the Matara VHE …
and the Jaffna VHE
The Foundation of Goodness’ 10th Village Heartbeat Empowerment (VHE) Centre opened its doors on Sunday 1st July, 2018. Situated in Bindunuwewa- Bandarawela District, this marks the Foundations’ first VHE Centre in the central region of the island, following the establishment of three Centres in the South, three in the East and three more in the North, in steady progression, with plans to establish 15 more in addition to our flagship model in Seenigama (The MCC Centre of Excellence and Sports Academy) the one of a kind holistic rural community initiative encompassing 30 empowerment activity sectors wish serve 15,000 beneficiaries from 300+ villages monthly, free of cost.
Filed under charitable outreach, cultural transmission, performance, reconciliation, self-reflexivity, Sinhala-Tamil Relations, sri lankan society, tolerance, unusual people, welfare & philanthophy, world events & processes
Mahinda Wijesinghe in Sunday Island, 14 October 2018
I had the privilege of attending Vidya Jyothi, Professor E.O.E. Pereira’s 111th annual memorial birth anniversary lecture on September 13, 2018, conducted by the Institution of Engineers Sri Lanka, at the Wimalasurendra Auditorium. There was a packed audience. Not being an engineer of any sort I had to cadge an invitation for this event though I did have a fleeting acquaintance in my youth with this nonpareil legend. It was an experience I still carry with fond memories. However I was fortunate enough to play cricket for our College with two of his sons, namely Lorenz and his younger brother Bryan. Their father and mother, Mavis, never did miss any matches their sons were playing in. I treasure those friendships. Alan, the youngest of the brothers left for Australia before I made his acquaintance.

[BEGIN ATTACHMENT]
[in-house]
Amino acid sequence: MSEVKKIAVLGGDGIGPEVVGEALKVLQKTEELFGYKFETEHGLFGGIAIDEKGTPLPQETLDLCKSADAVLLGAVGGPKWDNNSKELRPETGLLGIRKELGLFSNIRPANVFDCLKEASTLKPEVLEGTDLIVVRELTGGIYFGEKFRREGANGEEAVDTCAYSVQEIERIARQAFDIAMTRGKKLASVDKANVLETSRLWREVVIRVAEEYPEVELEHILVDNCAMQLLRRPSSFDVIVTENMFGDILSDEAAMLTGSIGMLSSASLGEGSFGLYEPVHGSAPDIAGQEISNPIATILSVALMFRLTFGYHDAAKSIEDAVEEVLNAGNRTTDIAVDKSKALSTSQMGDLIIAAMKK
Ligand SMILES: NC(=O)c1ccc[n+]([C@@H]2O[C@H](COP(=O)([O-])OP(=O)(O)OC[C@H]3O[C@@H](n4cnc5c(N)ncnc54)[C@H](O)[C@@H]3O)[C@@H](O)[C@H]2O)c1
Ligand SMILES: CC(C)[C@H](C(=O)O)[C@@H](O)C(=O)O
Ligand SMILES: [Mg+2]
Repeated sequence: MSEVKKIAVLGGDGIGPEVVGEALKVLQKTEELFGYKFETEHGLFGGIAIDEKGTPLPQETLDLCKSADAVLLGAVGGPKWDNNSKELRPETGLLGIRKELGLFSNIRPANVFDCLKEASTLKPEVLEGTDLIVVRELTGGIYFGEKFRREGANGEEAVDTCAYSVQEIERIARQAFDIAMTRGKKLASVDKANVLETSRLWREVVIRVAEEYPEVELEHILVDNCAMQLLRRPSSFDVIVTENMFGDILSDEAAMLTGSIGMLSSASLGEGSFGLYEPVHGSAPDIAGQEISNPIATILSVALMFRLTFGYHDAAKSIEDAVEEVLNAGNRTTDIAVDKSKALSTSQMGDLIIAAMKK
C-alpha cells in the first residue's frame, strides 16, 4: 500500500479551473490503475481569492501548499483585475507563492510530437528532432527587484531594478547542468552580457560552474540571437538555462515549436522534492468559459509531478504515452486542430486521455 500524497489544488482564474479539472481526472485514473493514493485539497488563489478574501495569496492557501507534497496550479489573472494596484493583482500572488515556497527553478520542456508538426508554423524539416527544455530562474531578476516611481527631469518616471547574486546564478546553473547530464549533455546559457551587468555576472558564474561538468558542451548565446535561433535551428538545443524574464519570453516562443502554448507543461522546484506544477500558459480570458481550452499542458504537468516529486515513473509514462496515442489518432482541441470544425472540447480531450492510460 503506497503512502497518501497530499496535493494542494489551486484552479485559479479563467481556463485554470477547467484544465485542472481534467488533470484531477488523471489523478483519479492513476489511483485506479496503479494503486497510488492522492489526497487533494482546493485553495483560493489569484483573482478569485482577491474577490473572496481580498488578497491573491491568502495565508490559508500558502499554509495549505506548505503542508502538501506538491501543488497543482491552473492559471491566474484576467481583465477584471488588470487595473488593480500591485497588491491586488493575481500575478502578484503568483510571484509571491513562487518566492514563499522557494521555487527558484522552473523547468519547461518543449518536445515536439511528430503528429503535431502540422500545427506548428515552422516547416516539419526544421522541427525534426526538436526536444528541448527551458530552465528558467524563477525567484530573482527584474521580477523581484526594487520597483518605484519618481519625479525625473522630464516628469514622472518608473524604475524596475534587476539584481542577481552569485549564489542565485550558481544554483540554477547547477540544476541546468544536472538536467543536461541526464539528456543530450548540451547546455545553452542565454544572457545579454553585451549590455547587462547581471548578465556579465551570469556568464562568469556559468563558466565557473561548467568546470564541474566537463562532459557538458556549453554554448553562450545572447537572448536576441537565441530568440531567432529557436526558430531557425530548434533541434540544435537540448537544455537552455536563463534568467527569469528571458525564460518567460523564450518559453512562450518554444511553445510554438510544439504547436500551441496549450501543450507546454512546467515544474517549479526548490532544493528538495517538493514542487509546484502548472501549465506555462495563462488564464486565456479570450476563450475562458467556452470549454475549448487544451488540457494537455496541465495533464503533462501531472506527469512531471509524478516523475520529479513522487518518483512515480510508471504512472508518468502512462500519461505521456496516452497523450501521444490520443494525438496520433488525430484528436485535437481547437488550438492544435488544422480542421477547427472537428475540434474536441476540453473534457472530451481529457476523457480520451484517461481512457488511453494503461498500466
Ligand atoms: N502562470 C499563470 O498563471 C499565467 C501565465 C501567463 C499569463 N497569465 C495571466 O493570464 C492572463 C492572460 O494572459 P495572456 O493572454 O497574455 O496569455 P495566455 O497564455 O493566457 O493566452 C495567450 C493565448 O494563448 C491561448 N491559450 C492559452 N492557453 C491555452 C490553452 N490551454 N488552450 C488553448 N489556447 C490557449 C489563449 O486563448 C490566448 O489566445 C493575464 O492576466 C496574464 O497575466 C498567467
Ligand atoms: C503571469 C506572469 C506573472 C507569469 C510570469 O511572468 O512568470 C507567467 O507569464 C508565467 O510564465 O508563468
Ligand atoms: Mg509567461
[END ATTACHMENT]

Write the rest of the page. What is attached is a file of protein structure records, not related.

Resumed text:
Sarah Chatta in Daily News, 9 October 2018, where the chosen title reads thus “Faces of the war” …Stories from both sides of the barbed wire tell of the pain of ordinary lives
German native Nicolas Lamade leaned over and expressed his amazement. The auditorium of the Lakshman Kadirgamar Institute was packed with a mixed audience: army generals, clergymen, politicians, activists, journalists, and lawyers. Lamade, Deputy Program Director of the German reconciliation project GIZ, first came to Sri Lanka in the early 2000s when he said no one dared to question official versions of wartime events in public, let alone speak out about misconceptions of those events. A decade later, he marvelled at how far Sri Lanka had come.
Filed under accountability, charitable outreach, communal relations, cultural transmission, education, historical interpretation, landscape wondrous, life stories, LTTE, patriotism, pilgrimages, politIcal discourse, reconciliation, self-reflexivity, Sinhala-Tamil Relations, sri lankan society, Tamil Tiger fighters, the imaginary and the real, tolerance, truth as casualty of war, unusual people, welfare & philanthophy, world events & processes
Sam Perry, courtesy of ESPNcricinfo, 4 January 2017, where the title is “The man behind Sydney’s cricket-gear wonderland”
He was a kid from Sri Lanka who came to Australia with no more than A$200 in his pocket and a child in his hands. But decades later, the name Harry Solomons is synonymous with the Disneyland of cricket gear in Australia: Kingsgrove Sports Centre.
Harry Solomons: “Man, woman or child, they all want a bat with thick edges and a thicker profile” Sam Perry
Filed under accountability, art & allure bewitching, Australian culture, australian media, charitable outreach, commoditification, cricket for amity, cultural transmission, economic processes, heritage, historical interpretation, immigration, landscape wondrous, life stories, modernity & modernization, patriotism, performance, sri lankan society, the imaginary and the real, unusual people, welfare & philanthophy, world events & processes